I will tell you, also, that after reading them both, I still land somewhat predictably and unhesitatingly with Schreiner’s position.  I won’t bother you with my own thoughts beyond that.  Just read the articles and we can talk later.  And, p.s., I don’t think this is a peripheral issue!

The Motivation Behind Everything We Do And Say, by Paul Tripp

This means every sermon should be prepared by a person whose study is marked by awe of God. The sermon must be delivered in awe and have as its purpose to motivate awe in those who hear. Children’s ministry must have as its goal to ignite in young children a life-shaping awe of God. The youth ministry of the church must move beyond Bible entertainment and do all it can to help teens see God’s glory and name it as the thing for which they will live. Women’s ministry must do more than give women a place to fellowship with one another and do crafts. Women need to be rescued from themselves and myriad self-interests that nip at their hearts; awe of God provides that rescue. Men’s ministries need to recognize the coldness in the heart of so many men to the things of God and confront and stimulate men with their identity as those created to live and lead out of a humble zeal for God’s glory, rather than their own. Missions and evangelism, too, must be awe-driven.

Go here for the whole post.

10 Resolutions for Mental Health, by Clyde Kilby, posted by John Piper

On October 22, 1976, Clyde Kilby, who is now with Christ in Heaven, gave an unforgettable lecture. I went to hear him that night because I loved him. He had been one of my professors in English Literature at Wheaton College. He opened my eyes to more of life than I knew could be seen. O, what eyes he had! He was like his hero, C. S. Lewis, in this regard. When he spoke of the tree he saw on the way to class this morning, you wondered why you had been so blind all your life. Since those days in classes with Clyde Kilby,Psalm 19:1 has been central to my life: “The sky is telling the glory of God.”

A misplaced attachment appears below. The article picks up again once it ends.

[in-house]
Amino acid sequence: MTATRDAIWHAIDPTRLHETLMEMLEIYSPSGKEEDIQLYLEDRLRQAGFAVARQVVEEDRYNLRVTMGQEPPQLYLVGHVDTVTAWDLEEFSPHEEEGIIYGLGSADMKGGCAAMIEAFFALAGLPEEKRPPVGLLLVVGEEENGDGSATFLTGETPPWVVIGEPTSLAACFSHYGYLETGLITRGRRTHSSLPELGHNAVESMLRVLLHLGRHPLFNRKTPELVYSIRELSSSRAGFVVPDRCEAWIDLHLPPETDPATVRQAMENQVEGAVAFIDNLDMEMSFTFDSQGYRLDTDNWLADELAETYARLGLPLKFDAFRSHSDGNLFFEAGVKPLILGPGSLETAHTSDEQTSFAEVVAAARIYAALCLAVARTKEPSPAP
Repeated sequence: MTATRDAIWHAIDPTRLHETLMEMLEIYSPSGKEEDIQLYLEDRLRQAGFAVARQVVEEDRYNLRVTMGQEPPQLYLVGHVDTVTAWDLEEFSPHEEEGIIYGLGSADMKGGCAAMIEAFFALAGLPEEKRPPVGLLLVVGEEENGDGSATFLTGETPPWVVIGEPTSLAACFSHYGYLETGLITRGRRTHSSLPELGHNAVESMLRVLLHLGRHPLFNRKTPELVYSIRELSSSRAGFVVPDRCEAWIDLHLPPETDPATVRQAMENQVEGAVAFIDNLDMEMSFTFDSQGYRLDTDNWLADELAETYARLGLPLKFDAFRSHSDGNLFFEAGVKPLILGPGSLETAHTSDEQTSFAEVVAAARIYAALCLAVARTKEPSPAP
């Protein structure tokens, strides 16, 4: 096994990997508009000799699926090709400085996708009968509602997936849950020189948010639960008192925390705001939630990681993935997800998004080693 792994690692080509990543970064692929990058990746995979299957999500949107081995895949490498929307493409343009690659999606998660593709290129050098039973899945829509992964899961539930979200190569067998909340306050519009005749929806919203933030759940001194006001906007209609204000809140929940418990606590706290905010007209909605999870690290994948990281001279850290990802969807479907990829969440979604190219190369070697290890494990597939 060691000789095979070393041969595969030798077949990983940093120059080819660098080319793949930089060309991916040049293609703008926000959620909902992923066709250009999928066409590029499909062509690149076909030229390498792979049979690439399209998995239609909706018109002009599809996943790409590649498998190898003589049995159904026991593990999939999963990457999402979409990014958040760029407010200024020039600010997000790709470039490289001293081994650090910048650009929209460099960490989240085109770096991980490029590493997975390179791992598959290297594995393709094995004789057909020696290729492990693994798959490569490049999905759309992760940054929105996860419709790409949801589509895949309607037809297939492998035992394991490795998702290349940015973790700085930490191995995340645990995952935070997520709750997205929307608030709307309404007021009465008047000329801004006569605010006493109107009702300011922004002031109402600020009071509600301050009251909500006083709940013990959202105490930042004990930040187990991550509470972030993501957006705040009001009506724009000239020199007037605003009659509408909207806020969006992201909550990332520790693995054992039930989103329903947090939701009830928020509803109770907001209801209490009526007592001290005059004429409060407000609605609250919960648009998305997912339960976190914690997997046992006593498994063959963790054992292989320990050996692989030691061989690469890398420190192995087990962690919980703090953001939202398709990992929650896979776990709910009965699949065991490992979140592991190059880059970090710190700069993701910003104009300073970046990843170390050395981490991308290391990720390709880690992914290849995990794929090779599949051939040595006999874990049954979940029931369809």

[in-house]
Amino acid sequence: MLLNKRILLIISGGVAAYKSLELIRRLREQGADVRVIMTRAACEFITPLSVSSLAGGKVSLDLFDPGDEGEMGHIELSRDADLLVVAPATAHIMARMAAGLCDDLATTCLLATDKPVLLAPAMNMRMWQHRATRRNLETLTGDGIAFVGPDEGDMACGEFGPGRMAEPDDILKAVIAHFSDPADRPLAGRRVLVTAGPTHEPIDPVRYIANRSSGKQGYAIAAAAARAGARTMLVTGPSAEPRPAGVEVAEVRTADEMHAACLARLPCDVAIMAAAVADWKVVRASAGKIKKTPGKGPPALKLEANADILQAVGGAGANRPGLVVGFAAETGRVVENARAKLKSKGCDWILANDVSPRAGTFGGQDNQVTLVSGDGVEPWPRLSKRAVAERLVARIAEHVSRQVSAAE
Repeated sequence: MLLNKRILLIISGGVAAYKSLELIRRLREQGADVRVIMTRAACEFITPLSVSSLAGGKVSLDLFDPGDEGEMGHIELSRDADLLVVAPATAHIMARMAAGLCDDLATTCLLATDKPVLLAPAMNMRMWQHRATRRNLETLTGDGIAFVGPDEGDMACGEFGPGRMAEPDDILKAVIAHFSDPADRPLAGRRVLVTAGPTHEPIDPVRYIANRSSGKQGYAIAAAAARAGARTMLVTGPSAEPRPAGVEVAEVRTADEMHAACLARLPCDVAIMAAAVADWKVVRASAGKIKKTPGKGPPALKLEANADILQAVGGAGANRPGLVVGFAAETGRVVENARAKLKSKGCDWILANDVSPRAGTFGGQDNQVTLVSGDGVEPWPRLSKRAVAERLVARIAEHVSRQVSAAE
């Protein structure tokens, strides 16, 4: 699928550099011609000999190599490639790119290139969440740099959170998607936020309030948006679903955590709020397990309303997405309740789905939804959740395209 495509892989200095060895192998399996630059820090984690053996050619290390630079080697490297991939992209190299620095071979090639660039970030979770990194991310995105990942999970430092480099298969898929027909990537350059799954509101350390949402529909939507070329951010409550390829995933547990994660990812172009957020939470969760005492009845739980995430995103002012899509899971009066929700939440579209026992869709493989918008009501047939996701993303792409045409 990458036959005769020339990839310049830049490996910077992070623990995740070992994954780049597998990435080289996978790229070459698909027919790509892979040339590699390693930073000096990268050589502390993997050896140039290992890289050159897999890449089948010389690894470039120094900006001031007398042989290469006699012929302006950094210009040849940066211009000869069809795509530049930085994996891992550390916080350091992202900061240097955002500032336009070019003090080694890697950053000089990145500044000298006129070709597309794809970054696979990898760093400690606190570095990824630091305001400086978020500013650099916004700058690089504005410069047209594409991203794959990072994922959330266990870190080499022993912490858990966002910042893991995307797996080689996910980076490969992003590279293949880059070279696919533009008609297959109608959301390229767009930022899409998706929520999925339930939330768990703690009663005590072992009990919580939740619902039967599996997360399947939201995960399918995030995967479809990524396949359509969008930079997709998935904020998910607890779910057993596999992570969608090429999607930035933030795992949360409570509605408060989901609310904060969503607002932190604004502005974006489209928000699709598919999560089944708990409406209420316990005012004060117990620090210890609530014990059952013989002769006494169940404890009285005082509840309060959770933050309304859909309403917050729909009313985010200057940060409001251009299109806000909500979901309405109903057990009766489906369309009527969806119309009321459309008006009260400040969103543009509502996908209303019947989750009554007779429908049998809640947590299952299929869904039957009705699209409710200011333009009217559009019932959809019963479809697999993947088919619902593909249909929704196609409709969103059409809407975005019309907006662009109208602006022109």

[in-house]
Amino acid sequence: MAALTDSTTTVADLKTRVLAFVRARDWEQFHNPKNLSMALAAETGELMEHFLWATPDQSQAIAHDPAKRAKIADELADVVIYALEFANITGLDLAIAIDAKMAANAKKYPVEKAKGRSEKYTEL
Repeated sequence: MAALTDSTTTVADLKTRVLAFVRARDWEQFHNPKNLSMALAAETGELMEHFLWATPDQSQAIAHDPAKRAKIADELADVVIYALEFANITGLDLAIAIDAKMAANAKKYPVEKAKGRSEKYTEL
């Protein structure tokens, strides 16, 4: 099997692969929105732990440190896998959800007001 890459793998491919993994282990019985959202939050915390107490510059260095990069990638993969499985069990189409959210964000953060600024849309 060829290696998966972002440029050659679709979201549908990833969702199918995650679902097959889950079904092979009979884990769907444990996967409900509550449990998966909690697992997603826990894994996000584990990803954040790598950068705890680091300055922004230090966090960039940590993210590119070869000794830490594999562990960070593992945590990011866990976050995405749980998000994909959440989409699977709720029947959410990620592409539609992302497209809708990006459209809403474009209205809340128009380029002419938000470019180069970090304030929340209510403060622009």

That night Dr. Kilby had a pastoral heart and a poet’s eye. He pled with us to stop seeking mental health in the mirror of self-analysis, but instead to drink in the remedies of God in nature. He was not naïve. He knew of sin. He knew of the necessity of redemption in Christ. But he would have said that Christ purchased new eyes for us as well as new hearts. His plea was that we stop being unamazed by the strange glory of ordinary things. He ended that lecture in 1976 with a list of resolutions. As a tribute to my teacher and a blessing to your soul, I offer them for your joy.

Go here for Kilby’s 10 resolutions for mental health.

Joy’s Eternal Increase: Edwards on the Beauty of Heaven, by Sam Storms

This message was given at the 2003 Desiring God National Conference.  I listened to it again today, and it is still one of the most encouraging, heart-warming, affection-raising messages I’ve heard.  I think the truths expressed in it, although mind-stretching and, though very high, still admittedly low in comparison to the reality of heaven, are transformative if grasped and taken to heart.  Indeed, I think this message of heaven is fundamental to the Christian life.  It is the great goal for which we have been saved, seeing God (cf. Psa 42.2).

Go here to listen.